Ambitious programme zooms in on final frontier

PUBLISHED : Friday, 01 October, 2004, 12:00am
UPDATED : Friday, 01 October, 2004, 12:00am
 

IN ABOUT A YEAR, China's Shenzhou VI spacecraft will blast off from a launch pad at the Jiuquan space launch centre in Gansu province.


The flight, which will this time carry two astronauts and last five days, will come about two years after Shenzhou V took Yang Liwei on China's first piloted space mission.


The Shenzhou mission will mark another step in China's space programme. But the country's ambition goes far beyond that.


The first stage of the three-phase lunar programme has among its goals the exploration of materials that can solve the country's long-term energy shortage problem.


According to the blueprint outlined by Huang Chunping , chief commander of rocketry for the Shenzhou project, the country plans to launch its own space station over the next decade or so. At some point - when funding permits - it will also realise an ambitious goal to explore the moon.


According to the Beijing Daily, the first phase of the programme will see the launch of a satellite before the end of 2007 to examine the physical properties of the moon.


In the second phase targeted for 2012, an unmanned rocket will blast off to land on the lunar surface. This will be succeeded by a third phase, when China will launch a space shuttle capable of collecting samples from the moon.


Luan Enjie , former director of the China National Space Administration, said China would work on its own to launch the lunar satellite but would seek international co-operation during phases two and three. The whole project is due to be completed by 2020.


Financially, the space programme is no small burden on the country. In the 11-year run-up to the launch of Shenzhou V, the critical period that marked China's economic take-off, the country poured in 18 billion yuan to prepare for the landmark space tour. And it took Colonel Yang aloft for just 21 hours and 23 minutes.


The first phase of the nation's lunar programme is expected to cost 1.4 billion yuan, almost the same amount needed to pay for 2km of underground railway in the capital. As a result of financial concerns, officials have been holding back on the commitment of sending an astronaut to the moon.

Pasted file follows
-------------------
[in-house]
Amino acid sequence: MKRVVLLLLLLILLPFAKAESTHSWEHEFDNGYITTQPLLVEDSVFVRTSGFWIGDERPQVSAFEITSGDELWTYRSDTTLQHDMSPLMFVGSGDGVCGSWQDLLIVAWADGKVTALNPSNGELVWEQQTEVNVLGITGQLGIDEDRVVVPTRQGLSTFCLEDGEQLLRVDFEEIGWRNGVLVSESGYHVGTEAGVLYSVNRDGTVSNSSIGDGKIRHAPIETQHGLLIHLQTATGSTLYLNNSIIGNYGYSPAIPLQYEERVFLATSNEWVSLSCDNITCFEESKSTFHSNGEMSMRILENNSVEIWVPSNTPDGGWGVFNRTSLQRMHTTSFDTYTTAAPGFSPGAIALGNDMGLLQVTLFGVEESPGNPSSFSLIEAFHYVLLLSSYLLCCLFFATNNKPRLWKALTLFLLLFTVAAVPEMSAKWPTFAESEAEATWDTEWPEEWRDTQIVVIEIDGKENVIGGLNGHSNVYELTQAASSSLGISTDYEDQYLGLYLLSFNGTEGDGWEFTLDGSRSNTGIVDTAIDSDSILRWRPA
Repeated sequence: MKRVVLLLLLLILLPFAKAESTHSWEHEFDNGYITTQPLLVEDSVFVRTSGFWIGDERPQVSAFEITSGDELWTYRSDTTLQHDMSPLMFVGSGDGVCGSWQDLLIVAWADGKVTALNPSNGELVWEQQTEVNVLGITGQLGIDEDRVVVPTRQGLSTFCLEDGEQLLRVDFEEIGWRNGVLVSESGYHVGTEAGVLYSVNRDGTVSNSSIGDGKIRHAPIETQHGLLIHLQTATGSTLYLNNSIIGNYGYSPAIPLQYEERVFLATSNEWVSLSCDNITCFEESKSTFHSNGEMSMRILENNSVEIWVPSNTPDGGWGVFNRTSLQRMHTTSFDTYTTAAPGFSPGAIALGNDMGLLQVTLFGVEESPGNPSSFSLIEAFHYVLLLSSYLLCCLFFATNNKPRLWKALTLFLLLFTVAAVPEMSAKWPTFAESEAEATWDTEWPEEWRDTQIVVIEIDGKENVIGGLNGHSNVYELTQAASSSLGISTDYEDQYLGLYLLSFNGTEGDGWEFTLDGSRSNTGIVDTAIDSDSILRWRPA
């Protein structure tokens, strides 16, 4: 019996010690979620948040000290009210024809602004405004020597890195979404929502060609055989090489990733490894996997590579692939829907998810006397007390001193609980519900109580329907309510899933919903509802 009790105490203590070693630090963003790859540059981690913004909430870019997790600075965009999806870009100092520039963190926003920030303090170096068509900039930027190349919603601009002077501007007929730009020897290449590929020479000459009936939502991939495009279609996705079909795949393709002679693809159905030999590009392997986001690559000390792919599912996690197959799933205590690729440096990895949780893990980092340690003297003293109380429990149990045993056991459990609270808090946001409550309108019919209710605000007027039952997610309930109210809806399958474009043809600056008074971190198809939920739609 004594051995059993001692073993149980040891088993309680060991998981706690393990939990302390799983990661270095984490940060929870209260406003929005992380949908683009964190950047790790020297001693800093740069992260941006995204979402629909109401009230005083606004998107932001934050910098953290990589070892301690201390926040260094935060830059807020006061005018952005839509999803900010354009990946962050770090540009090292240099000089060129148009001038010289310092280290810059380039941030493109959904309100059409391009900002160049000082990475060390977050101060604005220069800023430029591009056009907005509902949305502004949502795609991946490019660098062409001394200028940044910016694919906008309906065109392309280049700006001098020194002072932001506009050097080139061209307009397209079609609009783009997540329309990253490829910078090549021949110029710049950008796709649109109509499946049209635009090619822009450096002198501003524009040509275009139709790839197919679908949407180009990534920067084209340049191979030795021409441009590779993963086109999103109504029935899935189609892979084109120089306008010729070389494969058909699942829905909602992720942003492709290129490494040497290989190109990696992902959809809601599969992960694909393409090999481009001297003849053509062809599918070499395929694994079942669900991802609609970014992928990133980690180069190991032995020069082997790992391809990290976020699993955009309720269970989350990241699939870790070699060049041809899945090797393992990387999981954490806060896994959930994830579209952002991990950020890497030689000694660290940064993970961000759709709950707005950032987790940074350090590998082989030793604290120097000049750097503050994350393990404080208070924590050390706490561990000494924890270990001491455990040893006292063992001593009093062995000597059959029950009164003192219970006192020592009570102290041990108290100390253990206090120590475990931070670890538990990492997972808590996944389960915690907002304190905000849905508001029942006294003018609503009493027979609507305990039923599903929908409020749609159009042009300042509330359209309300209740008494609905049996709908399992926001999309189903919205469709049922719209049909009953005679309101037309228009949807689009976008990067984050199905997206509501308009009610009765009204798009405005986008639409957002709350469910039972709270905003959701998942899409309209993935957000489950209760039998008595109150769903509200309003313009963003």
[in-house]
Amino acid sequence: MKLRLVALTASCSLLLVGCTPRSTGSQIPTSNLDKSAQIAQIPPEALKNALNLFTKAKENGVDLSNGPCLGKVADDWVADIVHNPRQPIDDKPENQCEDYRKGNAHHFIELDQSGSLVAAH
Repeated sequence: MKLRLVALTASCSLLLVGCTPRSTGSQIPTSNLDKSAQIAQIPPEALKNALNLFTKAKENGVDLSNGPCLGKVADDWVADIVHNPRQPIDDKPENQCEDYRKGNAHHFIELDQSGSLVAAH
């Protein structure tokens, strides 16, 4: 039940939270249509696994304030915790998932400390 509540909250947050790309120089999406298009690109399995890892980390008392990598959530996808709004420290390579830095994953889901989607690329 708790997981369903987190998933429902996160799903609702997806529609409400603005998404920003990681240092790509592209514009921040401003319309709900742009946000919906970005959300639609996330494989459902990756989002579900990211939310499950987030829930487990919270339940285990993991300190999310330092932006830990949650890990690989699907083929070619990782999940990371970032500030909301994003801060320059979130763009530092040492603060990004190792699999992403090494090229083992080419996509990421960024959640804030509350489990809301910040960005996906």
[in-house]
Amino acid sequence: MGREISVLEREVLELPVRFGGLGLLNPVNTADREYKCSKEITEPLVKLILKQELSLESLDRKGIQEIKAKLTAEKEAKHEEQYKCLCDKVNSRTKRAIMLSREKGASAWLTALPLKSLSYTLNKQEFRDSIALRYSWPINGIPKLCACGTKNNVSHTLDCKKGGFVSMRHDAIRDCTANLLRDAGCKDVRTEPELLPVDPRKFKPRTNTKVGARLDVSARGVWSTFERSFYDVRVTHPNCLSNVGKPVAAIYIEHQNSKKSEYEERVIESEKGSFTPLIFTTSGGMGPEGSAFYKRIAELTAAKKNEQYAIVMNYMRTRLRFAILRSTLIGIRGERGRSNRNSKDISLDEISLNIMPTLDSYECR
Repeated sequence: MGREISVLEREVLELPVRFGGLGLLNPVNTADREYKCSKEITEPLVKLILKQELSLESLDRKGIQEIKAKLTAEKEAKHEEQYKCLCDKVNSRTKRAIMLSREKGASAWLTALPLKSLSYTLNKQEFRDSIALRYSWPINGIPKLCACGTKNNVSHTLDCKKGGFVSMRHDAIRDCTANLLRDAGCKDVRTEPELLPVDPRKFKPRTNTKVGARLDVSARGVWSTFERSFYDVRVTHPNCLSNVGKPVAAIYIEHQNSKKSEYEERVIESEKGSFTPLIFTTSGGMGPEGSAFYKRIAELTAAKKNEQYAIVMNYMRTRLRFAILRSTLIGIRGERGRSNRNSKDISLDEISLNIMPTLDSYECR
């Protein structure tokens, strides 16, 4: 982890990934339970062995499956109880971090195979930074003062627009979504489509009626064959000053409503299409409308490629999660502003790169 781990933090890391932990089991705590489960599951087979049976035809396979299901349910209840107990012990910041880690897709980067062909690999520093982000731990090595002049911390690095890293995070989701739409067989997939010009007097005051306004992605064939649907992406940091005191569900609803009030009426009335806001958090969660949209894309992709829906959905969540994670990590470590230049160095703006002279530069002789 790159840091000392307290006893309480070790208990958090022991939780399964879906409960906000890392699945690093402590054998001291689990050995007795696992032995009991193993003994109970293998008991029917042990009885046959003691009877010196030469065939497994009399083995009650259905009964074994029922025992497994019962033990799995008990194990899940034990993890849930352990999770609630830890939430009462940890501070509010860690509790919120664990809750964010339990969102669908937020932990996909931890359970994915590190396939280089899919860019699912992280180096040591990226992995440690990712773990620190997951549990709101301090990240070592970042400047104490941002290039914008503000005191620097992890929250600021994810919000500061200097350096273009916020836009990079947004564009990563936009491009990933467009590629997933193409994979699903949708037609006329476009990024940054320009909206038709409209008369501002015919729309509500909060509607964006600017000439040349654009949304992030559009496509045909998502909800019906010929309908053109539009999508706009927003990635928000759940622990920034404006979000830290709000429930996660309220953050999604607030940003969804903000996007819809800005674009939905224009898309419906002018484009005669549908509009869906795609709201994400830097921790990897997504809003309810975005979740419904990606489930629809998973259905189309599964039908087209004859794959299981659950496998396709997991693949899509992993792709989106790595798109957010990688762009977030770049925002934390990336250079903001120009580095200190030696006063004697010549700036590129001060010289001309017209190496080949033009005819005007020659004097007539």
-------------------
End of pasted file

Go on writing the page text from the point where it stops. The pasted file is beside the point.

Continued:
Wang Yongzhi , the godfather of the mission that successfully completed China's first manned flight last year, said lunar orbiting plans would go ahead but China would not send an astronaut to the moon.


He said plans to put a man on the moon had been shelved for financial reasons.


This was despite the confidence expressed by Mr Huang, the Shenzhou commander, in China's capacity to achieve the task.


Officials are keen to put across the message of the country's determination to commit human and financial resources to speed up manned aerospace development.


Mr Huang said most of the investment would be used to build facilities on the ground, such as factories and bases, and the infrastructure would become fixed assets to be harnessed for the national economy.


'The money really used in space is actually not much,' he said.


Sun Jiadong , designer-in-chief of China's moon exploration programme, sees strong economic grounds for the project.


'There are plenty of mineral and energy resources on the moon that could be exploited and used,' Mr Sun was quoted by mainland media as saying.


'They complement the limited resources on the Earth and could greatly influence sustainable growth.'


Another leading mainland space expert, Ouyang Ziyuan , agreed. 'Helium-3, which is internationally regarded as a very efficient, clean, safe and cheap energy resource for nuclear fusion, is abundant on the moon,' Mr Ouyang said.


'Ten tonnes of helium-3 could satisfy the nation's energy needs for a year, while 100 tonnes of helium-3 could support the globe's total energy needs for the same period.


'But resources of helium-3 on Earth are limited and proven reserves amount to only 500kg, while it's estimated that the outer layer of the moon has more than one million tonnes of helium-3 - enough to support humanity for 10,000 years.'


Mr Ouyang claimed access to the moon's rich helium-3 resources was the goal of all countries' lunar exploration ambitions.


Mr Luan suggested each US dollar invested in America's moon-landing project would yield $5 in revenue. 'A gram of gold is worth about US$11, while a gram of helium-3 is worth $400,' he said.


He denied that China was simply repeating a feat the United States and the former Soviet Union achieved decades ago.


'The US looked for five kinds of mineral resources in its moon exploration programme but we will examine 14,' Mr Luan said.


The economic potentials aside, China has many reasons to pursue aerospace development.


The Shenzhou V flight last year has put the country alongside the US and the former Soviet Union as the only countries to send humans into orbit.


The mission came 42 years after Soviet astronaut Yury Gagarin safely returned to the Earth in the Orient-I spacecraft. But still, China's successful launch of the manned spacecraft is the epitome of the nation's space technology development and augurs well for the country's international standing.


In 1961, Gagarin's successful mission toppled the US from its position as the world's premier superpower and the country immediately concentrated its resources on its moon-landing project. It was only in 1969, when Apollo 11 landed on the moon, that the US regained its superiority.


China is now looking for Shenzhou VI astronauts. A nationwide search for a candidate to become China's first female astronaut - a goal to be realised by 2010 - will start next year, with the doors open to Hong Kong and Macau residents.


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